Every couple fights. It’s a given in relationships. We’re individuals with feelings and home is where we get real. You’ve been there! You had a bad day… or you’re tired… and the next thing you know, unkind words are coming out of your mouth. (She says, speaking from experience).
Especially challenging are issues like money, family, health, and parenting. And who among us is always at our best when things are challenging?
The point is, there will be fights even in the best relationships. But there’s a huge difference between the couples who fight just to fight and those who fight to make things better.
Here’s what the couples who fight for the betterment of their relationships do differently. These communication and healthy relationship habits are what make them successful.
1. They hear the other person out
Successful couples do more of what’s called Active Listening. They don’t cut the other person off. They take turns speaking, share how they feel, and use more “I” statements than the finger-pointing “you” statements. They’ll use phrases like “I see what you mean,” and “I didn’t realize that” to make the other person feel heard.
Successful couples take this empathetic approach to try to understand not just what is being said, but how the other person might be feeling. That’s how they learn that their partner is more worried about losing his/her job than they realized.
2. They don’t walk away
Couples who go the distance are the ones that don’t walk out during an argument. They understand how disrespectful it feels to walk out on someone who is feeling hurt, and don’t do that to their partners. They will stay up late to hash things out and will even take the morning off work to talk, rather than let things simmer all day.
If either of them wants to leave to clear their head or as a way to diffuse conflict, they will say something like, “I want to go and think about this” or they might say, “Let’s talk after I go for a run.”
3. They usually sit down to talk, not stand up and argue
They sit down (as adults will) when they realize it’s going to be a longer discussion. Research shows this lowers our tone and signals to the other person that you’re committed to listening and want to work things out.
Small gestures like these can tamp down, metaphorically and physiologically, all that furious heat.
4. They never go scorched earth
No matter how upset they are, successful couples don’t attack their partner. And they definitely don’t insult them by bringing up things they’re sensitive about. They refrain from negative name-calling and eye-rolling, and never go scorched earth tearing everything down to make their point. They are their most vulnerable when fighting, and don’t act defensive, fold their arms or turn away from the other person.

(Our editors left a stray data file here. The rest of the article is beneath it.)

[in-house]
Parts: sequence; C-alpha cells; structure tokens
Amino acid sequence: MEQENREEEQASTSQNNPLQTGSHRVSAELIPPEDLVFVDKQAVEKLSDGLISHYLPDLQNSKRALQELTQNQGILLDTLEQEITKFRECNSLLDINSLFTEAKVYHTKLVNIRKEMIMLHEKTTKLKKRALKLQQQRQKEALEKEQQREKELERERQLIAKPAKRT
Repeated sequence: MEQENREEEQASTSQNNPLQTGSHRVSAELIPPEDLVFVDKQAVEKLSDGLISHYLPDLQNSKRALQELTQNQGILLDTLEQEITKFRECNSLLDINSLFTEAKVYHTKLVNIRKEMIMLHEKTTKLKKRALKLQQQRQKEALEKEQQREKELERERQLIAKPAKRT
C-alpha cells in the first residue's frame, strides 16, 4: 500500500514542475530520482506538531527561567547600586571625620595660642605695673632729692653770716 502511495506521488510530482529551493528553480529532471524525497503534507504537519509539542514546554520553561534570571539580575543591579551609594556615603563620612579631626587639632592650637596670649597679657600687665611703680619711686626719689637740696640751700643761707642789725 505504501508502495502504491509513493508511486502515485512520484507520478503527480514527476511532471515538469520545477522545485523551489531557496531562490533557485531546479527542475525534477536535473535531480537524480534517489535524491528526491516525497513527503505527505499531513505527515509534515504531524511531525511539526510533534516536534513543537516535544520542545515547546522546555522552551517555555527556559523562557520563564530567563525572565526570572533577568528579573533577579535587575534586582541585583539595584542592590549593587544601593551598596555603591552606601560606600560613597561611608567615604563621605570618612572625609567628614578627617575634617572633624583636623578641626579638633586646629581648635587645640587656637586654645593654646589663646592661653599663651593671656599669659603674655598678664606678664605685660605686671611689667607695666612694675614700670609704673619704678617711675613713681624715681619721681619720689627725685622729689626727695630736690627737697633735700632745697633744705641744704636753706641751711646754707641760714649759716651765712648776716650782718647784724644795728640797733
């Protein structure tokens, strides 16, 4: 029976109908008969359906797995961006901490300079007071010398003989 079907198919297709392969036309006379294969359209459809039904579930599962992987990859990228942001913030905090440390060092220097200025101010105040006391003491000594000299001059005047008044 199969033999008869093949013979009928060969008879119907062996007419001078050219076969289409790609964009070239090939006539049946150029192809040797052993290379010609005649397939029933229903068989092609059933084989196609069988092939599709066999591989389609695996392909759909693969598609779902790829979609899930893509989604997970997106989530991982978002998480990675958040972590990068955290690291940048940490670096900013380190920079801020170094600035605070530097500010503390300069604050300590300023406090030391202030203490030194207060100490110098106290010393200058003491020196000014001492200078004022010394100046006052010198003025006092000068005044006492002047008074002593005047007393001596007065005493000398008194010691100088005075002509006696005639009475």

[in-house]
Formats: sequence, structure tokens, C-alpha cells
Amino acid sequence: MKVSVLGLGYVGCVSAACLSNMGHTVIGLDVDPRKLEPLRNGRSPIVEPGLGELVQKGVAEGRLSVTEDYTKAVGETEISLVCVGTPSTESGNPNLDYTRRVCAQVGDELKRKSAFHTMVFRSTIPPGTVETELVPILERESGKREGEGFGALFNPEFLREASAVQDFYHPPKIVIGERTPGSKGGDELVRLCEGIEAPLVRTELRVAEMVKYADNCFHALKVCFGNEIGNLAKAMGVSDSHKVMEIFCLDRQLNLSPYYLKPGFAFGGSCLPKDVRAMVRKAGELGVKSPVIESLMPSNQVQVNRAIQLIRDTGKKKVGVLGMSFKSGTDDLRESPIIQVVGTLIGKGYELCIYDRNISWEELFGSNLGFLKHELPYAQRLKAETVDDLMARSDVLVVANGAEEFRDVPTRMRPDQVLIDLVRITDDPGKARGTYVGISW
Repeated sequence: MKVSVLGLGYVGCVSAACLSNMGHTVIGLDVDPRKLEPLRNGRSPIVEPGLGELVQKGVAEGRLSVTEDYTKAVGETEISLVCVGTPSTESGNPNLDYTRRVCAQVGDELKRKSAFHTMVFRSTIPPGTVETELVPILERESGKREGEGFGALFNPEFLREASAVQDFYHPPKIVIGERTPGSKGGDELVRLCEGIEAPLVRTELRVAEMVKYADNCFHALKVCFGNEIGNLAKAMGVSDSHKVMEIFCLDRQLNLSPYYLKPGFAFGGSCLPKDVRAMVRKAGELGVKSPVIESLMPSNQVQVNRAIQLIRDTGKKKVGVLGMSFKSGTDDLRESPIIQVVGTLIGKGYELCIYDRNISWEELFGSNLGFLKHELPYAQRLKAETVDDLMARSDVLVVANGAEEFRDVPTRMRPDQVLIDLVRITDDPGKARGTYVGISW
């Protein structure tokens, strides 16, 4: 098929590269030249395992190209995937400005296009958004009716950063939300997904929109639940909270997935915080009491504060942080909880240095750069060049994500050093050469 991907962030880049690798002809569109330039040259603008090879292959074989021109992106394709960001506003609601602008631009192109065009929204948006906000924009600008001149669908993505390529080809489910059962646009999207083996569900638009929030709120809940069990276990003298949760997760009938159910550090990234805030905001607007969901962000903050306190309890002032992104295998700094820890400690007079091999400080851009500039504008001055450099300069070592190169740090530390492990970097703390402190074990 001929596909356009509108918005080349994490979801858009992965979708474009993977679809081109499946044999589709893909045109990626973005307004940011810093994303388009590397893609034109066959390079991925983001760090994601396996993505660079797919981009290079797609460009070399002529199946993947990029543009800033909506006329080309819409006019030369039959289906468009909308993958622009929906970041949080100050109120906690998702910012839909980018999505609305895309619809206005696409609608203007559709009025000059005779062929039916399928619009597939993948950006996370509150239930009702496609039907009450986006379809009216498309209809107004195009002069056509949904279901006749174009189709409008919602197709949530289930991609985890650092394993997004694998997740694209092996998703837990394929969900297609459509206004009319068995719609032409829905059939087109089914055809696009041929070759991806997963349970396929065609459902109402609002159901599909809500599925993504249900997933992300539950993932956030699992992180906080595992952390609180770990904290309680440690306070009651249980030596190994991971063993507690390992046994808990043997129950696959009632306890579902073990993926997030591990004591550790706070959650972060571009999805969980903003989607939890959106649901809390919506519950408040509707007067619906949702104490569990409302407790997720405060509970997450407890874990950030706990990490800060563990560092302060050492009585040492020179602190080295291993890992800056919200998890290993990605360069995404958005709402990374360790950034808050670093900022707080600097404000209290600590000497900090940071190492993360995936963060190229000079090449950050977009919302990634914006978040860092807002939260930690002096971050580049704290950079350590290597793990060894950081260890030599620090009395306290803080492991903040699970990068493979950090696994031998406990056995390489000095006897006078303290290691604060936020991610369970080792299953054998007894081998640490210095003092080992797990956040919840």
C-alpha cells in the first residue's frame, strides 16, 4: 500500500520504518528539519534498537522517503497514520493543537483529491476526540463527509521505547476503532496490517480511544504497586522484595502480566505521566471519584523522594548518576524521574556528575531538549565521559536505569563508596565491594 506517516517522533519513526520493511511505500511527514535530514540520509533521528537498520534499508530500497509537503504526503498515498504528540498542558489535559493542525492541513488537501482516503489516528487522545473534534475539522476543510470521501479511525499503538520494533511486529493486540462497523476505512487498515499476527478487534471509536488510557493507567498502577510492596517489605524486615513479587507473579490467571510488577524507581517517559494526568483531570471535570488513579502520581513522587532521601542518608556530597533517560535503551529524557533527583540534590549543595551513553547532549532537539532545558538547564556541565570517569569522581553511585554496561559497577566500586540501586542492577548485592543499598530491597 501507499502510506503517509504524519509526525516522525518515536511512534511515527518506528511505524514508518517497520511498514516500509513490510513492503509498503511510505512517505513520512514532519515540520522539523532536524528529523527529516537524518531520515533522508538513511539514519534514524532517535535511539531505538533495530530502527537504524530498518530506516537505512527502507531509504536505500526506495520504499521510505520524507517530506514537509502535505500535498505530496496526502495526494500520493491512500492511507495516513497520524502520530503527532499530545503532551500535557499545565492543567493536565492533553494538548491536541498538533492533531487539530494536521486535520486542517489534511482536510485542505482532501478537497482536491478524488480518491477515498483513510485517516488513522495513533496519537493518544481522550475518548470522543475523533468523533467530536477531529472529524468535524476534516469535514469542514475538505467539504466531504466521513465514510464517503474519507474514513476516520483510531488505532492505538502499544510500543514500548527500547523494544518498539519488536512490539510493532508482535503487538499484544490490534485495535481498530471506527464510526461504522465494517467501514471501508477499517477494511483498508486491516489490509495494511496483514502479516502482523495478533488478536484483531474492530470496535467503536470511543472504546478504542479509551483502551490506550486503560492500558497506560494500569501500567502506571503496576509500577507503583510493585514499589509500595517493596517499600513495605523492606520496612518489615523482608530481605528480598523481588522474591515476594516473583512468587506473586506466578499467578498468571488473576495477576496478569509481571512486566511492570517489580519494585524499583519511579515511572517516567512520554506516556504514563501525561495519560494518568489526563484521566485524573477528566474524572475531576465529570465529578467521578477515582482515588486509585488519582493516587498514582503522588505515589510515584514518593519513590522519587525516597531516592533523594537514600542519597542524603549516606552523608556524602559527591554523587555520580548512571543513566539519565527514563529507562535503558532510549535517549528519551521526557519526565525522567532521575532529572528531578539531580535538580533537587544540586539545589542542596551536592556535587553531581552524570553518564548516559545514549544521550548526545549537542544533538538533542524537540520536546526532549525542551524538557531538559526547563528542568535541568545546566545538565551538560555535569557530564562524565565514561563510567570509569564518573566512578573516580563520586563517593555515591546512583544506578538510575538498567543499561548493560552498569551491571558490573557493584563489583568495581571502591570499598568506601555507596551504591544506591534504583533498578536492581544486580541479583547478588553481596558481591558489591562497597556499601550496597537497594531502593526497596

5. They tell the truth
Even at the risk of great hurt, they tell the truth when it’s important. Since most of us can detect lies anyway, why bother? When you’re honest, you’re protecting the trust in your relationship, not your own skin.
6. They don’t hold grudges
Successful couples are able to have those difficult conversations and when done, they leave them there. They will make a genuine effort to do what they agreed to do, so there’s no need for their partner to continually bring up the past or hold onto grudges.
7. They cut their partners some slack
Successful couples don’t create unnecessary conflicts or turn every situation they don’t like into an argument. By doing this, many fights never get started. Couples who accept that it’s sometimes okay to misbehave, act selfish, have mental lapses, and not always be the perfect partner, have great emotional intelligence. They pick their battles and don’t sweat the small stuff.
You can develop this relationship superpower by working on these two skills:
- Putting yourself in the other person’s shoes. Practice this by taking a beat before you react. Pull back from your peeved perspective for a minute to consider what else may be going on and whether this is a fight worth having.
- Be reasonable. While it’s okay to ask your partner to be understanding about your OCD, it’s not okay to expect him/her to accommodate unreasonable conditions. Being reasonable is one way we show respect for our partners.
Much like a business is in business to succeed, so are great relationships. To be a successful business or relationship, each party must be vested in the long-term health of the whole.
Fighting for the betterment of your relationship is one sure way for you and your partner to build something beautiful together.
Even if you two don’t go the distance, by practicing healthy relationship habits, you can end up as friends instead of enemies.
Christine is a Life Strategist and Emotional Health Coach living in Los Angeles. She's big on meditation and believes in systems and routines, and in personalizing everything you do to help you get where you want to be.